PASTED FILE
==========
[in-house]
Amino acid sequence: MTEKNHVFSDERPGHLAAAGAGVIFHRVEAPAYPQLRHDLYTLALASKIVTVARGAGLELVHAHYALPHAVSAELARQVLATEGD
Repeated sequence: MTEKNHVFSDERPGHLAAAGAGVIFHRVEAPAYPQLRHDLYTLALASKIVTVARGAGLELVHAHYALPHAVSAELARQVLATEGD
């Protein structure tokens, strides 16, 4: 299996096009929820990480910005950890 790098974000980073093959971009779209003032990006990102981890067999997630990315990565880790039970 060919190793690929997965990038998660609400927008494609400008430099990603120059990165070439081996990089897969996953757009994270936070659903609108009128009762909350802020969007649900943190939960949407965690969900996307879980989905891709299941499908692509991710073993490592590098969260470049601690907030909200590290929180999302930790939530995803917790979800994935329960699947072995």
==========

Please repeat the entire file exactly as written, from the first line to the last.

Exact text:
[in-house]
Amino acid sequence: MTEKNHVFSDERPGHLAAAGAGVIFHRVEAPAYPQLRHDLYTLALASKIVTVARGAGLELVHAHYALPHAVSAELARQVLATEGD
Repeated sequence: MTEKNHVFSDERPGHLAAAGAGVIFHRVEAPAYPQLRHDLYTLALASKIVTVARGAGLELVHAHYALPHAVSAELARQVLATEGD
């Protein structure tokens, strides 16, 4: 299996096009929820990480910005950890 790098974000980073093959971009779209003032990006990102981890067999997630990315990565880790039970 060919190793690929997965990038998660609400927008494609400008430099990603120059990165070439081996990089897969996953757009994270936070659903609108009128009762909350802020969007649900943190939960949407965690969900996307879980989905891709299941499908692509991710073993490592590098969260470049601690907030909200590290929180999302930790939530995803917790979800994935329960699947072995």